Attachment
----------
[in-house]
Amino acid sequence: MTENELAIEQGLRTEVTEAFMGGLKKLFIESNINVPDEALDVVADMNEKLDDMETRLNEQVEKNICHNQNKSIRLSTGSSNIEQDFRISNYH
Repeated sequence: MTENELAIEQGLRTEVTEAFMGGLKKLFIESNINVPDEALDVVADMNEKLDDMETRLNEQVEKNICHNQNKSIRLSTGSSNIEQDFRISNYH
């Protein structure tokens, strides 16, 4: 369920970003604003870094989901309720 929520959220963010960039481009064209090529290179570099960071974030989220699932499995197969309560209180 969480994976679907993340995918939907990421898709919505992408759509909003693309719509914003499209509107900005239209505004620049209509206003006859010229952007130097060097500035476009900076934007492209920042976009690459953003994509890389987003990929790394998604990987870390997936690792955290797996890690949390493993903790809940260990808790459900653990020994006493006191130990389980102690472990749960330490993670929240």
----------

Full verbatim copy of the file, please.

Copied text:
[in-house]
Amino acid sequence: MTENELAIEQGLRTEVTEAFMGGLKKLFIESNINVPDEALDVVADMNEKLDDMETRLNEQVEKNICHNQNKSIRLSTGSSNIEQDFRISNYH
Repeated sequence: MTENELAIEQGLRTEVTEAFMGGLKKLFIESNINVPDEALDVVADMNEKLDDMETRLNEQVEKNICHNQNKSIRLSTGSSNIEQDFRISNYH
């Protein structure tokens, strides 16, 4: 369920970003604003870094989901309720 929520959220963010960039481009064209090529290179570099960071974030989220699932499995197969309560209180 969480994976679907993340995918939907990421898709919505992408759509909003693309719509914003499209509107900005239209505004620049209509206003006859010229952007130097060097500035476009900076934007492209920042976009690459953003994509890389987003990929790394998604990987870390997936690792955290797996890690949390493993903790809940260990808790459900653990020994006493006191130990389980102690472990749960330490993670929240």